Les infos clés
Learn how electronic gadgets are designed, developed, and built as embedded systems that shape the world.
This is a hands-on, learn-by-doing course that shows you how to build solutions to real-world problems using embedded systems. The course uses a bottom-up approach to problem solving, building gradually from simple interfacing of switches and LEDs to complex concepts like display drivers, digital to analog conversion, generation of sound, analog to digital conversion, graphics, interrupts, and communication. We will present both general principles and practical tips for building circuits and programming the microcontroller in the C programming language. You will develop debugging skills using oscilloscopes, logic analyzers, and software instrumentation. Laboratory assignments are first performed in simulation, and then you will build and debug your system on the real microcontroller. At the conclusion of this course you will possess the knowledge to build your own arcade-style game from the ground up.
This is the third time we have offered this course. Since the reviews have been overwhelmingly positive we do not plan major changes from the previous offering of the course. There are 14 labs, but students can pick and choose seven of them to achieve certification. The three labs that students found most rewarding were the finite state machine traffic light controller, generating sound using a digital to analog convertor, and creating a smart object using Wifi communication. This time we will make minor changes to a few labs to enhance the fun and focus the learning on embedded systems.
To complete this course, you will be required to purchase a Texas Instruments TM4C123 microcontroller kit and a few electronic components. This microcontroller has a state-of-the-art ARM Cortex-M4 processor.
We will provide instructions about purchasing the kit and installing required software at: http://edx-org-utaustinx.s3.amazonaws.com/UT601x/index.html.
How will the Spring 2016 course be the same as the course run Spring 2015?
This course will be lab-based using the same Texas Instruments Tiva series TM4C123 LaunchPad and the set of extra components. We will continue to use the Keil development system, and students will first develop/test in simulation followed by testing on the real board. 12 of the 14 labs will be essentially the same and two labs will be upgraded. Same as last year, students will need to complete at least seven of the labs on the real board to achieve certification.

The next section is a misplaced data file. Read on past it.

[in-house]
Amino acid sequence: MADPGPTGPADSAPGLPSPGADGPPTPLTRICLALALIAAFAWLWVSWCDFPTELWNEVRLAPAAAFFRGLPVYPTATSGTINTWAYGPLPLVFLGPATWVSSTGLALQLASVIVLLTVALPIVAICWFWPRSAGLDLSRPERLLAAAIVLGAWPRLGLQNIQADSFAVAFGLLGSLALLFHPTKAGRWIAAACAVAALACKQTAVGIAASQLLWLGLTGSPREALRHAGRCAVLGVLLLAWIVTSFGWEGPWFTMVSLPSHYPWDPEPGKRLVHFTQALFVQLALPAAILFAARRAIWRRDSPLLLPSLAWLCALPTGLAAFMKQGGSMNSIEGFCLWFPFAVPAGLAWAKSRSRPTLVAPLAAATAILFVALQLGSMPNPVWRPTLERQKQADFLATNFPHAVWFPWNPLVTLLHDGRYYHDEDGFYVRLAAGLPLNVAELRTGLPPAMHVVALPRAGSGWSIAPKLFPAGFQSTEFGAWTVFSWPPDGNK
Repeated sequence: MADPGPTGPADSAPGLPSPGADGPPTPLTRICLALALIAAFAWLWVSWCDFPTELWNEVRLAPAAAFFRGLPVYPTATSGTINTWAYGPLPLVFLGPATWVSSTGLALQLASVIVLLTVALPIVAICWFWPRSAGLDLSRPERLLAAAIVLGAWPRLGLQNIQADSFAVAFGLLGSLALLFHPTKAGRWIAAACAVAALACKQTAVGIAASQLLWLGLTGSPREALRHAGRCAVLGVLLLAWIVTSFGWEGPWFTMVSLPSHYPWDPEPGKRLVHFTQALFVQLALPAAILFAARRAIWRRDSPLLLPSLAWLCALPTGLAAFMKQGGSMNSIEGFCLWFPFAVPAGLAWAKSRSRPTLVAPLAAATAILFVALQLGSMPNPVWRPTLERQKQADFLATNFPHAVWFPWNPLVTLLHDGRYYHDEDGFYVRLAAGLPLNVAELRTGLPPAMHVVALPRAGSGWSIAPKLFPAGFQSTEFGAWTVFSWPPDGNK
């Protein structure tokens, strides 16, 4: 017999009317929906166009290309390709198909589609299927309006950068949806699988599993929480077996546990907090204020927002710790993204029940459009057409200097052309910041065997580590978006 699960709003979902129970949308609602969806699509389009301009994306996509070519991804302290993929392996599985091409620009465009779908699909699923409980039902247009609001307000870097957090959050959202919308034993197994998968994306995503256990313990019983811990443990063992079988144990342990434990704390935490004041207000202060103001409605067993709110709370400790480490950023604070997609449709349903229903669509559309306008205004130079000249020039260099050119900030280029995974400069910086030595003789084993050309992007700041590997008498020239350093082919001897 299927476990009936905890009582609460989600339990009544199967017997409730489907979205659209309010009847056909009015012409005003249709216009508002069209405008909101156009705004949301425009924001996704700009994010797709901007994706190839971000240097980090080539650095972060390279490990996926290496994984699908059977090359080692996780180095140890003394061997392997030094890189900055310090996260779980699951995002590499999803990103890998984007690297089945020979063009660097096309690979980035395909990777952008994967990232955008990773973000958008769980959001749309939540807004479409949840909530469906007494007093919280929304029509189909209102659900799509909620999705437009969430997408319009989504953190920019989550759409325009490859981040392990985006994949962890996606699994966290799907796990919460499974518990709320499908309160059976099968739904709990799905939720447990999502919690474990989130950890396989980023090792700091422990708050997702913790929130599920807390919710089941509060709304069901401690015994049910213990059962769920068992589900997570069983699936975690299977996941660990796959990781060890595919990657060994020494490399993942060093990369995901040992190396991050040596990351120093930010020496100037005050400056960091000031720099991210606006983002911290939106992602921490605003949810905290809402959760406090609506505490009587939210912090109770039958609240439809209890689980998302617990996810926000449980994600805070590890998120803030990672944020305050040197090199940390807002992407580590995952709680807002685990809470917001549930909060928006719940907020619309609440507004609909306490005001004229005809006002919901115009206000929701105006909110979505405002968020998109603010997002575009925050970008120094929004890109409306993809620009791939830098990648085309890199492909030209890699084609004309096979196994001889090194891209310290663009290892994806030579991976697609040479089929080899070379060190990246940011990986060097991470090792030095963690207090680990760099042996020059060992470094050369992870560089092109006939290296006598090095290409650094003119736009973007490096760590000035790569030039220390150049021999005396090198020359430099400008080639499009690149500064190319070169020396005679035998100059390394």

How will the Spring 2016 course be different from the course run Spring 2015?
This time we will make minor changes to a few labs to enhance the fun and focus the learning on embedded systems.
Is this class related to a campus course of The University of Texas at Austin?
Yes, this course corresponds to the Electrical and Computer Engineering course EE319K Introduction to Embedded Systems, which is a required course offered in the freshman year to all ECE students and some BME students.
Is there a textbook associated with this class?
The class is based on the textbook Embedded Systems: Introduction to ARM Cortex-M Microcontrollers ISBN: 978-1477508992. However, the purchase of the textbook is not required.
Do I need a Windows PC?
Yes, any system running Windows XP, Windows 7, Windows 8, or Windows 10 will be ok. Furthermore, with a third party virtualization software like Parallels or VMware Fusion, one can install the Windows operating system on a Mac.
How much does it cost to take this class?
It does not cost anything to take the class. However, since this a lab-based class, there is a lab kit you will purchase. You will also have the option of obtaining an ID Verified certificate for a $50 fee.
How much does the kit cost?
In the US one can purchase the microcontroller board and parts for about $40 USD plus shipping. There is also an optional graphics display for an additional $10 USD plus shipping. The optional graphics display will make the last lab a lot more fun. The CC3100 Boosterpack costs $20 USD plus shipping and will be required if you wish to complete the Wifi lab.